Two years ago, I was sitting in the bar of a hotel in Waikiki, just noodling away on the keyboard while I drank overpriced pineapple juice. What started as a “Hey, this could be a fun little idea for a story” turned into a full-blown, come-hell-or-high-water goal: I was going to turn this thing into a novel. I worked at it off and on for a while, getting in a hundred words here, a hundred there. I worked on other stories when my brain ran dry. I made grandiose goals and promises (“100K by Christmas! A fourth draft by Worldcon!”) that went by the wayside.

When I joined the Glorious Leisure Class in April, I promised myself I would spend every day at my desk in our home office until I wrote one thousand words of fiction. Some days I outdid myself, and others were a struggle. I had some interruptions for travel and family business (including a blazing hot week repainting my grandparents’ house. Tip for you homeowners: if someone tries to talk you into sandblasting the paint off the wood siding on the eastern-facing part of your house and not doing anything to protect that wood afterwards, politely laugh in his face and walk away. Your grandchildren will thank you later), but, more often than not, I sat and wrote.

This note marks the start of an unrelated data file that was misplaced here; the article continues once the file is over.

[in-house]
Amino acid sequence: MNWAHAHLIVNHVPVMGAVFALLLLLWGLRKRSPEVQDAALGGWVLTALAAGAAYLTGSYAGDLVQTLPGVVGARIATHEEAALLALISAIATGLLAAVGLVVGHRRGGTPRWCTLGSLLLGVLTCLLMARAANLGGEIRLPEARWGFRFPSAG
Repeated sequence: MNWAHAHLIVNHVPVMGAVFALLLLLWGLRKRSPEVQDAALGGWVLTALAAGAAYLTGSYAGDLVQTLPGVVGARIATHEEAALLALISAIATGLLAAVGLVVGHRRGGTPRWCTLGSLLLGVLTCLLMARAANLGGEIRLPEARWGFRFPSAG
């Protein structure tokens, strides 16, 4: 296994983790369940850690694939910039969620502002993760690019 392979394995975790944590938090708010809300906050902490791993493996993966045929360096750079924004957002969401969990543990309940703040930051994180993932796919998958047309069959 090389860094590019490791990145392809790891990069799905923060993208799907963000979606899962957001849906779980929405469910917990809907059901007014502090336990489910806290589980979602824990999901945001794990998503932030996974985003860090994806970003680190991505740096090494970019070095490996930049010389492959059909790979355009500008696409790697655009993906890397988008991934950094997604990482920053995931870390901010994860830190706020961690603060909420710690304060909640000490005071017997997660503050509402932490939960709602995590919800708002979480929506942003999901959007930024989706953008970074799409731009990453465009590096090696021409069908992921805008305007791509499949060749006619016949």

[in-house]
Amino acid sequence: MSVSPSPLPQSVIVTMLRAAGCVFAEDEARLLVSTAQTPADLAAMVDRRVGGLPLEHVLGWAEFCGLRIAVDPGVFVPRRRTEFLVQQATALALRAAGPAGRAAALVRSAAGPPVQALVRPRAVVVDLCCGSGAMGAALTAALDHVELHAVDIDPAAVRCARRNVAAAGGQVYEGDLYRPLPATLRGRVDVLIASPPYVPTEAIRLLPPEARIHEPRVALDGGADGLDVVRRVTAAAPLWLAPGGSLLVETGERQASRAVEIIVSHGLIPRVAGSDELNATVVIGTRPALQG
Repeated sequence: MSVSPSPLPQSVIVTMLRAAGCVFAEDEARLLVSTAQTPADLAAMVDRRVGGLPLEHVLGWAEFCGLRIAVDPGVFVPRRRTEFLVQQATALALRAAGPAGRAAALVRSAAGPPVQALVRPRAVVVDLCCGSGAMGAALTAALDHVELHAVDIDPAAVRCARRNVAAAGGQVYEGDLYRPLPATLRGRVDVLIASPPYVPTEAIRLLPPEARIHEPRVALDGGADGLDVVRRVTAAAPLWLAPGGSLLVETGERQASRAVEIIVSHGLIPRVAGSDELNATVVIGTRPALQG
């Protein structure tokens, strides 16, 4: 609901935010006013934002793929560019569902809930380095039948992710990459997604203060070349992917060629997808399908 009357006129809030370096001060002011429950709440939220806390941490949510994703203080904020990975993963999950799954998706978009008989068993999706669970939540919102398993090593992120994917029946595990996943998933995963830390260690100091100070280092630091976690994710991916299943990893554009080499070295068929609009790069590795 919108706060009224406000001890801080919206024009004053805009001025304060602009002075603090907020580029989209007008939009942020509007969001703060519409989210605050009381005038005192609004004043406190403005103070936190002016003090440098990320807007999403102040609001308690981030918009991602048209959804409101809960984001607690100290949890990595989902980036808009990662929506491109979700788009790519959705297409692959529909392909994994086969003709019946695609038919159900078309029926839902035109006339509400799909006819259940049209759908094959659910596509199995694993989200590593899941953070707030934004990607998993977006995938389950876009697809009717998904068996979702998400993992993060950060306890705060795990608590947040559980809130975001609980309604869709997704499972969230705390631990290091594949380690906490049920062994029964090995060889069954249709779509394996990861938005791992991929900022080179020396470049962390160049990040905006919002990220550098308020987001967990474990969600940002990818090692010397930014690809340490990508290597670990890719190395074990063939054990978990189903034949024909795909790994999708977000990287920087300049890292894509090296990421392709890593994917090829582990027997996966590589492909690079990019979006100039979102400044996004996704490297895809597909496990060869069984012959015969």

Yesterday, I finished my first draft.

It’s ugly, and it’s a mess, and, no, you can’t read it. I don’t even want to read it, not until I’ve given my brain time to forget about the world of Santee Anchorage and its politics, weather and delicious rum-and-favor-based economy. I’m going to let this thing sit until Labor Day, the day of the Giro di San Francisco, when I will start my edits and revisions on the drive home (and if the Giro di SF is canceled, then I’ll just pound the hell out of myself on Latigo that morning, then edit). I’d hoped to have something to hand around to friends at Montreal, but it’s way to early for that. The novel I started at that bar is nothing like the one I wrapped up in a blazing hot hotel room in Arkansas, and it would probably be a good idea to make sure the thing swings from beginning to end.

How do I feel? Relieved, honestly. First drafts hurt, especially when they’re for something this big. My promise to myself on the bike course at Taupo to spend more time writing was certainly helped by spending a year focusing on that race. I know I can go the distance; now I just have to get there faster.

So. The first draft of Windswept, started July 27, 2007 at whatever that bar was where we had dinner for Yuki and Ken’s wedding that first night, Waikiki, Oahu, Hawaii; completed July 6, 2009, Gaston’s White River Resort, Lakeview, Arkansas. 84,037 words. Thanks to everyone who had encouraging words along the way. Now it’s time to get better.